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Crime control, punishment and                 victims.
Last Lesson Recap 1. Using your notes create a mindmap/diagram that will help    consolidate knowledge onGlobalisation, Gr...
Lesson Objectives• Understand and be able to evaluate a range of  crime prevention and control strategies• Understand and ...
Crime prevention Activity• Have you or your family taken any crime prevention  measures or precautions in the last year? F...
Situational crime prevention• Ron Clarke ( 1992) argues for a pre-emptive  approach which looks at reducing opportunities ...
• As a right realist he believes target hardening  (locking doors and windows) and more  CCTV/security will increase the r...
Evaluation• SCP works to an extent in reducing certain kinds of crime,  however with most measures there is likely to be  ...
Environmental Crime Prevention• Wilson & Kelling argue that ‘broken windows’  (signs of disorder e.g. graffiti, begging,  ...
This is what I call a perfectneighbourhood                        •   Well-maintained areas                        •   Low...
Oh my! W                                       ha t                              world com is this                        ...
Etzioni (1993)Etzioni (1993)
• The solution is to crack down on any disorder  using 2 strategies:1.environmental improvement strategy- repair  any brok...
Social & Community Crime Prevention• Rather than emphasising policing, these strategies  emphasise dealing with the social...
Social & Community Crime Prevention• Rather than emphasising policing, these strategies                           Addition...
• These approaches (SCP, ECP and S&CCP) take for  granted the nature and definition of crime.• They focus on low level &/o...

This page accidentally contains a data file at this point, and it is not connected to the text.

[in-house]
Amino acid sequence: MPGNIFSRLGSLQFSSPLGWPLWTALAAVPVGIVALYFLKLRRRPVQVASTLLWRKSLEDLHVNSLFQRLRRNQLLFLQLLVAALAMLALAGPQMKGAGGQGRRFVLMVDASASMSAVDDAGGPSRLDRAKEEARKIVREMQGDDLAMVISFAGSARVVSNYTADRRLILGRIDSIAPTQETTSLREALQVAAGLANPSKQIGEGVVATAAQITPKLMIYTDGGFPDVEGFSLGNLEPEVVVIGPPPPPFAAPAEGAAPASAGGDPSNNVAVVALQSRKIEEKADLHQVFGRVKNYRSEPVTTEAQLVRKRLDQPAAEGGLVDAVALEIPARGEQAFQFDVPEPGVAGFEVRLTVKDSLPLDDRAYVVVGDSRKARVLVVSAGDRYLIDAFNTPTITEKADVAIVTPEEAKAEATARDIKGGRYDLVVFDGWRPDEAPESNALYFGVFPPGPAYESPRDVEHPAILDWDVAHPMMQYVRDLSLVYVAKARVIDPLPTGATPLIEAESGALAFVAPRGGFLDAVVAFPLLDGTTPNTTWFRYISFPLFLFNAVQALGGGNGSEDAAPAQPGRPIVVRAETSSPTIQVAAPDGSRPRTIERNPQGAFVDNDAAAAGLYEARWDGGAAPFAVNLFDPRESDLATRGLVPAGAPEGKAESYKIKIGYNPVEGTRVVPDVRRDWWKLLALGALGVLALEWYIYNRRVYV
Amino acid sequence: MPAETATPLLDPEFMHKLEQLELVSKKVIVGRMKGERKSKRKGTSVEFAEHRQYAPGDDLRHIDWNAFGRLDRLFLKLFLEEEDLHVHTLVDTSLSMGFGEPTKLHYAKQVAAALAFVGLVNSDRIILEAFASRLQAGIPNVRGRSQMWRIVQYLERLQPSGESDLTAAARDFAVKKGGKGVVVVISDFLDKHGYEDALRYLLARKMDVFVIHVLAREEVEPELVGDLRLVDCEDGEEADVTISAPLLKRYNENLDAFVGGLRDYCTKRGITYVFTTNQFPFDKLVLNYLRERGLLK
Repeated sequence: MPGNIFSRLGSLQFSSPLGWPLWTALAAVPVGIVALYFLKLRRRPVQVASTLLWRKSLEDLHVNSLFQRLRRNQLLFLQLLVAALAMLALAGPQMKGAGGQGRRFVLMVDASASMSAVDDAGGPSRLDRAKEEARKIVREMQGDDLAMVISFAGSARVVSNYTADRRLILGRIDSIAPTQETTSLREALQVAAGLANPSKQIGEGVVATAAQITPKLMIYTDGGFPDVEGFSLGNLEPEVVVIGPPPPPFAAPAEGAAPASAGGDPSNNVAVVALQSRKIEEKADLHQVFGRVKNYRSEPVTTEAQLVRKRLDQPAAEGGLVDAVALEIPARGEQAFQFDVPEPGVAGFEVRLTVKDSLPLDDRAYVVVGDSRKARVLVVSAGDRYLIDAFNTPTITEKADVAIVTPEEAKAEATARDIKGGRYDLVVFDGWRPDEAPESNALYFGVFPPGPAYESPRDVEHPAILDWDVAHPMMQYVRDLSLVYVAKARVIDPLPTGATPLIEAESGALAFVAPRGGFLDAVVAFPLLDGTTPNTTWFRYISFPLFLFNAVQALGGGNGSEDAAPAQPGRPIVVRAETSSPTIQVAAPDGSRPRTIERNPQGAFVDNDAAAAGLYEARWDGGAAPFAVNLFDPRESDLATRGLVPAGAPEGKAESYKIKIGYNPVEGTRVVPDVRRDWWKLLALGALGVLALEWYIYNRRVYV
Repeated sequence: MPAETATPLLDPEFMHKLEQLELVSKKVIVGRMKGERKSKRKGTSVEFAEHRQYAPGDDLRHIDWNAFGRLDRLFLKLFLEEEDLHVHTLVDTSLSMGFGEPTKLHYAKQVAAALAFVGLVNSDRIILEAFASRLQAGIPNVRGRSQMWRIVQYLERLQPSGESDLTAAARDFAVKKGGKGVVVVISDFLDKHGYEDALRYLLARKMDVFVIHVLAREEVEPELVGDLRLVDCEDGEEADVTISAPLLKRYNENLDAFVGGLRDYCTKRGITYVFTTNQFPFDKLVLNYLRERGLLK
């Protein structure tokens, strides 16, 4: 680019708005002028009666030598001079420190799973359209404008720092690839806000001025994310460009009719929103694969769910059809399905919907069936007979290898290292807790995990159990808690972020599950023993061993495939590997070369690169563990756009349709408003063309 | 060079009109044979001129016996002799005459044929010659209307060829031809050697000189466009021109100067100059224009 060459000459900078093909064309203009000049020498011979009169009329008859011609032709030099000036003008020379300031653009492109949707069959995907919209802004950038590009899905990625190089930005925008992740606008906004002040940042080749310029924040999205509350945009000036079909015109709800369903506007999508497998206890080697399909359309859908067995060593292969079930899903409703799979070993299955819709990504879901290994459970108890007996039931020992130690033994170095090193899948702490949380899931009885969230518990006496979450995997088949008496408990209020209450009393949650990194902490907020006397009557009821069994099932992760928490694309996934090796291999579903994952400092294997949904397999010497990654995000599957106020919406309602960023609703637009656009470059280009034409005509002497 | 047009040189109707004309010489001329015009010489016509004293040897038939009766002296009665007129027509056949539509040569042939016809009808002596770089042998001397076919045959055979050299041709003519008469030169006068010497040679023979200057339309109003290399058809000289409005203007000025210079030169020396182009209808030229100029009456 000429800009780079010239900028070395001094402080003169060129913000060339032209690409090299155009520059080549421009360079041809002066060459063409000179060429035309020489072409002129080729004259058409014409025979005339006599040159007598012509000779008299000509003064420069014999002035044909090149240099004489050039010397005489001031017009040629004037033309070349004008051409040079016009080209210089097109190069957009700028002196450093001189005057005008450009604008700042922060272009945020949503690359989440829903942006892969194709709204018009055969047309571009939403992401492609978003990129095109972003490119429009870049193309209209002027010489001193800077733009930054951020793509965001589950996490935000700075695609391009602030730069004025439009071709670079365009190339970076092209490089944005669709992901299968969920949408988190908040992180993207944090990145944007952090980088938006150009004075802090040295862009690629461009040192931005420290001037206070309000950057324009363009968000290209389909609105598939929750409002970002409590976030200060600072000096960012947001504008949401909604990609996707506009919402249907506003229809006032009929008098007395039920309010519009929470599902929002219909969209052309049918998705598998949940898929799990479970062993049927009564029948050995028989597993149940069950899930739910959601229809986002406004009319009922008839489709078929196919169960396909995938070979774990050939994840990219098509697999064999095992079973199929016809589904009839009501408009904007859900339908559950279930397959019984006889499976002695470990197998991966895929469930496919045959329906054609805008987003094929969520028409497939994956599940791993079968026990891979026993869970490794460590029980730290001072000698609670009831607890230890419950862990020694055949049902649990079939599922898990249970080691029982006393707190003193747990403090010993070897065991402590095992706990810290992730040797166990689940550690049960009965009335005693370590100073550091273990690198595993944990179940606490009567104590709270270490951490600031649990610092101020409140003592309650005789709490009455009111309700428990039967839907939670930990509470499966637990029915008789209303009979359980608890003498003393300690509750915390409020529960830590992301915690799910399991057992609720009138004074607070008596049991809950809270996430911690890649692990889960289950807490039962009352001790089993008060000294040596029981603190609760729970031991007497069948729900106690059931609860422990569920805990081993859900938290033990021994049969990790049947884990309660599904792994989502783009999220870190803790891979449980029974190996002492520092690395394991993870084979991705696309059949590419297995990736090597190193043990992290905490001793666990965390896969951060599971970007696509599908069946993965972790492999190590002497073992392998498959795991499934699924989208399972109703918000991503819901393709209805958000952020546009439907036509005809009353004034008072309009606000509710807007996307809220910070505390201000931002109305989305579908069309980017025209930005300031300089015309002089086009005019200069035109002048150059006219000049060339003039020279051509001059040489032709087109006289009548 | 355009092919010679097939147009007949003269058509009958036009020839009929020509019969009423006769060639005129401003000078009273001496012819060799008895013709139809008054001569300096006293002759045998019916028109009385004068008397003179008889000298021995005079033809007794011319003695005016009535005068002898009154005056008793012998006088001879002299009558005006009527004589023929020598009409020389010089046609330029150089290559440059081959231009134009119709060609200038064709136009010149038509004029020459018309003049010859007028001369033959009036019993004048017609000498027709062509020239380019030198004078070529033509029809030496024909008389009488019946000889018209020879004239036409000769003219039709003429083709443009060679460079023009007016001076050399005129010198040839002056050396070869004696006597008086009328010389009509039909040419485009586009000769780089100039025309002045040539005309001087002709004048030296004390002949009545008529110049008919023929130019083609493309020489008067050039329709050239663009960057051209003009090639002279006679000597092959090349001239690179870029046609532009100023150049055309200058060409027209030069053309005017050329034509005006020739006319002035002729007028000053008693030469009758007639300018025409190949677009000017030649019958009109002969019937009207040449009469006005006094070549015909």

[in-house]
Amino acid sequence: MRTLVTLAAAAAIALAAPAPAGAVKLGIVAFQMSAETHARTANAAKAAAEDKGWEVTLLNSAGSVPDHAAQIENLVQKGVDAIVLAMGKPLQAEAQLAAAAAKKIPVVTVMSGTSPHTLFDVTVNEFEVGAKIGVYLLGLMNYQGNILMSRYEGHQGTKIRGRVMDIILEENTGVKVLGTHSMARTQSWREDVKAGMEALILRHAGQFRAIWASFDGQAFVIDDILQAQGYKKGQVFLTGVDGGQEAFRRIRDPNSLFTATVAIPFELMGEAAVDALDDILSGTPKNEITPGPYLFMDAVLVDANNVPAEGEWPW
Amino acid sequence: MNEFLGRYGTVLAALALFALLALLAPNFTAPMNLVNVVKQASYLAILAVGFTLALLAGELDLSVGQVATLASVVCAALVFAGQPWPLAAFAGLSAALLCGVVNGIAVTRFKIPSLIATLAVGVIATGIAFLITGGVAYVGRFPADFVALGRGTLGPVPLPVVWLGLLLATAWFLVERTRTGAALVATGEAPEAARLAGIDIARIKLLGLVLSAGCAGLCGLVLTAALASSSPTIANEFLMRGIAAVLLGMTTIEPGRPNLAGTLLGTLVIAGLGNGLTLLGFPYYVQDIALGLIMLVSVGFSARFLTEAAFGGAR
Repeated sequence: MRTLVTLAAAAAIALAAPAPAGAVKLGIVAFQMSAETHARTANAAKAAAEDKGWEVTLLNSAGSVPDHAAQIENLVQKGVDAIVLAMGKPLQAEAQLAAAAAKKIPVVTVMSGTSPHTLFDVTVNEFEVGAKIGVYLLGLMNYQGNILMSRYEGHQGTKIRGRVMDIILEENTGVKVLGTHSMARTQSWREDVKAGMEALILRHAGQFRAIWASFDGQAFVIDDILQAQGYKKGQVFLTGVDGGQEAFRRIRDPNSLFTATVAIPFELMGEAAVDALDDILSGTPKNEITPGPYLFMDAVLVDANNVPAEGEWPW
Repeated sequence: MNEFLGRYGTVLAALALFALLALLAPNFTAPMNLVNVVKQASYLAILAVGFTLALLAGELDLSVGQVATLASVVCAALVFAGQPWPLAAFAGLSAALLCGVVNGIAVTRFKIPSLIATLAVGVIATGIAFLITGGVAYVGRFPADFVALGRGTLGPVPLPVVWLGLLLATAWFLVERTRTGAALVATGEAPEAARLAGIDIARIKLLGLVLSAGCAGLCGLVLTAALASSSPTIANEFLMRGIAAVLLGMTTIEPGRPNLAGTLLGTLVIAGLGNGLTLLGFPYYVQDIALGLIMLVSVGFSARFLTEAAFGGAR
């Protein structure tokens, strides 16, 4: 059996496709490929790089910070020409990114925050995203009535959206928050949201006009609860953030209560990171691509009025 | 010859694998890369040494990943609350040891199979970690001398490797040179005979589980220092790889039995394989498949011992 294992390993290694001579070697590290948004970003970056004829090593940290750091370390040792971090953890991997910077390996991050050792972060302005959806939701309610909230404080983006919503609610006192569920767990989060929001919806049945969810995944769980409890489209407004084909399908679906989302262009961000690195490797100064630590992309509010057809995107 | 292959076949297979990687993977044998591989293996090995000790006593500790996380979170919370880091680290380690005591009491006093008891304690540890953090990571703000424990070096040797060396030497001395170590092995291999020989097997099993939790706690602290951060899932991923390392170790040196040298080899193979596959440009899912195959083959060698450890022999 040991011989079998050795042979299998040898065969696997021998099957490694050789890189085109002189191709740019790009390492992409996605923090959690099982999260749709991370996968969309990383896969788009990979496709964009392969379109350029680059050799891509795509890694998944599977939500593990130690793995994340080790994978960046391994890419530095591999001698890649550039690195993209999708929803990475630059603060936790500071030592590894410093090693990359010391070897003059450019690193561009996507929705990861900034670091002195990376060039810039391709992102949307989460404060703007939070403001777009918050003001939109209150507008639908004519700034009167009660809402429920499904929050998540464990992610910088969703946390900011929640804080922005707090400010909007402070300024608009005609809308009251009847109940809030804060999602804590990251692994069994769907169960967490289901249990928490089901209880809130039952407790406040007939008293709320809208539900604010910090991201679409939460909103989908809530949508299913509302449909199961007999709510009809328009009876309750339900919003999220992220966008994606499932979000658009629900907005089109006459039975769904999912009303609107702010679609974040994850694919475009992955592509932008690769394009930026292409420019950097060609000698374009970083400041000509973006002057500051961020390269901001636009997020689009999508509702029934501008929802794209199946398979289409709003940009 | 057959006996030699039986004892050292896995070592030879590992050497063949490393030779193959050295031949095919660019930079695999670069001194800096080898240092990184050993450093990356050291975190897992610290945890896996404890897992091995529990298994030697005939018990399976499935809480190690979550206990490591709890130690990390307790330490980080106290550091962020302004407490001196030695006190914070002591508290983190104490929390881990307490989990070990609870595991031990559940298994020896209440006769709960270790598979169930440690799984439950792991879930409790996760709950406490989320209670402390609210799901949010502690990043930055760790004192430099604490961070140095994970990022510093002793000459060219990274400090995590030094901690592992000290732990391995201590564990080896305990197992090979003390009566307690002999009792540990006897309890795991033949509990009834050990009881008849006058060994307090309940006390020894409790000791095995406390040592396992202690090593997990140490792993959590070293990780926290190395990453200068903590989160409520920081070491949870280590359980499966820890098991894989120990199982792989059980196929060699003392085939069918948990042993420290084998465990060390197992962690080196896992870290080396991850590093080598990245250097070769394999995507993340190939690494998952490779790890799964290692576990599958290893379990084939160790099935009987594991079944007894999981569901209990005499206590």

Recap Questions•   What is SCP?•   What criticisms exist of SCP techniques?•   What is ECP based on?•   How is ECP impleme...
Victims of Crime
• Victim: those who have suffered harm (inc mental,  physical or emotional suffering, economic loss and  impairment of bas...
Positivist Victimology• Focuses on interpersonal crimes• It tries to identify why certain people are  victims of crimes.• ...
• Victim Precipitation- Wolfgang’s study of  homicides found that in 26% of cases the  victim triggered the events leading...
Critical Victimology• Based on Marxism and Feminism it wants to highlight  structural factors like poverty or patriarchy w...
Evaluation• Disregards the role victims may play in  bringing victimisation on themselves e.g. not  making their homes sec...
Patterns & The impact of Victimisation• The average chance of an individual being the  victim of a crime in any one year i...
Class                                 Patterns of victimisation            EthnicityThe poorest groups are                ...
Quick Check Questions pg 145          Q1, 2 and 3
Punishment
Prison – key facts8.75 million people in prisons across the world. The U.S has the highest prison population compared wi...
• There are different justifications for punishment  and they link to different penal policies.• Deterrence- punishment ma...
Functionalism & Punishment            (Durkheim)• Function of punishment is to uphold social  solidarity and reinforce sha...
1. Retributive Justice- Traditional society has a   strong collective conscience, so punishment   is severe and vengeful2....
Repressive State Apparatuses•   Those systems and structures in a society that control the relations of    production thro...
Marxism: Capitalism & Punishment• Interested in how punishment is related to the  nature of class society and how it serve...
• Under capitalism imprisonment becomes the  dominant punishment because in the  capitalist economy, time is money and  of...
Box 2.3                Page 141What differences appear between these two                descriptions?
The Birth of The Prison • Sovereign power – punishment before the     19th century were a public spectacleare under survei...
AO2:  • Foucaults claims of a shift from corporal punishment to                imprisonment is over simplistic• He exagger...